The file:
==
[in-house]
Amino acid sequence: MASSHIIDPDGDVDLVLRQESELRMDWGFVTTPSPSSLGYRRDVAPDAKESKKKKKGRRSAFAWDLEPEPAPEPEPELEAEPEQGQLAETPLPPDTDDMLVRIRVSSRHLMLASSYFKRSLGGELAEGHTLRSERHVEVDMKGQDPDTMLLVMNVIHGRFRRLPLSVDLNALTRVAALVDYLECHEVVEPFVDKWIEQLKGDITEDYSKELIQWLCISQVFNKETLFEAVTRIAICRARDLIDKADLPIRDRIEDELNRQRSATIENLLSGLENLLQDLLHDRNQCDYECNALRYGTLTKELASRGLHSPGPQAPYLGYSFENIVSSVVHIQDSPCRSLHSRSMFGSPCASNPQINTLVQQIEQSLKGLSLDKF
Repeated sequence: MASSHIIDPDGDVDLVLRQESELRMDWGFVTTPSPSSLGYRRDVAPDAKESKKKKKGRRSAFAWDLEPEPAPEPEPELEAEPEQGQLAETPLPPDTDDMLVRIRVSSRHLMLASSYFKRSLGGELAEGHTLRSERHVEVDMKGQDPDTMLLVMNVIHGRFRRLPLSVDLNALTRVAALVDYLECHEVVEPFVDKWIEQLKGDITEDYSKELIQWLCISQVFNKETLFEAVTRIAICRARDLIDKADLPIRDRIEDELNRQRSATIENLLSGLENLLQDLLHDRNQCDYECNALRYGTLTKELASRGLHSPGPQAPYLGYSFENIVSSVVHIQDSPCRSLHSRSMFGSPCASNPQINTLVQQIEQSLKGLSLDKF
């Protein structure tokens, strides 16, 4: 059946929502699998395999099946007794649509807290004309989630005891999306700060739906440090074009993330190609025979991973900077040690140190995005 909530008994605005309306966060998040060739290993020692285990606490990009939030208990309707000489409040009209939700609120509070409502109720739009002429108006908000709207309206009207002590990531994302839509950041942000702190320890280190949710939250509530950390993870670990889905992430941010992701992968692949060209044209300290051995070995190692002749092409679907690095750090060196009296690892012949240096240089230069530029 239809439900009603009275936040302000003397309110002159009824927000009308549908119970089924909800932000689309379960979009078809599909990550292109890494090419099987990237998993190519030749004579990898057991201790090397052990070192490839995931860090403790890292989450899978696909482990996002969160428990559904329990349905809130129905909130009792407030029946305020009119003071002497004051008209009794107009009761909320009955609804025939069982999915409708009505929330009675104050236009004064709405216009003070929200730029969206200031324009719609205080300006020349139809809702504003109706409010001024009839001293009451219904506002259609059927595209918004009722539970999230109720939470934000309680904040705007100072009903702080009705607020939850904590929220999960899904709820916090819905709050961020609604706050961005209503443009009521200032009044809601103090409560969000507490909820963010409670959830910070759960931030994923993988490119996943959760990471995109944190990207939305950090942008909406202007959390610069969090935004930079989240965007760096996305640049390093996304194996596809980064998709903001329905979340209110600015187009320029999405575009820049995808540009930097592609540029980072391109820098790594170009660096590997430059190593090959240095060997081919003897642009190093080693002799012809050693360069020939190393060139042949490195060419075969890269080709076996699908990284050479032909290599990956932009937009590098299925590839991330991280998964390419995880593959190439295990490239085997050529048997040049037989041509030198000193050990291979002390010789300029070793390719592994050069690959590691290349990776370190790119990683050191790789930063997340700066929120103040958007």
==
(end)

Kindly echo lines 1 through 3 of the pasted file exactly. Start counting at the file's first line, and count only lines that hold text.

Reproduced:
[in-house]
Amino acid sequence: MASSHIIDPDGDVDLVLRQESELRMDWGFVTTPSPSSLGYRRDVAPDAKESKKKKKGRRSAFAWDLEPEPAPEPEPELEAEPEQGQLAETPLPPDTDDMLVRIRVSSRHLMLASSYFKRSLGGELAEGHTLRSERHVEVDMKGQDPDTMLLVMNVIHGRFRRLPLSVDLNALTRVAALVDYLECHEVVEPFVDKWIEQLKGDITEDYSKELIQWLCISQVFNKETLFEAVTRIAICRARDLIDKADLPIRDRIEDELNRQRSATIENLLSGLENLLQDLLHDRNQCDYECNALRYGTLTKELASRGLHSPGPQAPYLGYSFENIVSSVVHIQDSPCRSLHSRSMFGSPCASNPQINTLVQQIEQSLKGLSLDKF
Repeated sequence: MASSHIIDPDGDVDLVLRQESELRMDWGFVTTPSPSSLGYRRDVAPDAKESKKKKKGRRSAFAWDLEPEPAPEPEPELEAEPEQGQLAETPLPPDTDDMLVRIRVSSRHLMLASSYFKRSLGGELAEGHTLRSERHVEVDMKGQDPDTMLLVMNVIHGRFRRLPLSVDLNALTRVAALVDYLECHEVVEPFVDKWIEQLKGDITEDYSKELIQWLCISQVFNKETLFEAVTRIAICRARDLIDKADLPIRDRIEDELNRQRSATIENLLSGLENLLQDLLHDRNQCDYECNALRYGTLTKELASRGLHSPGPQAPYLGYSFENIVSSVVHIQDSPCRSLHSRSMFGSPCASNPQINTLVQQIEQSLKGLSLDKF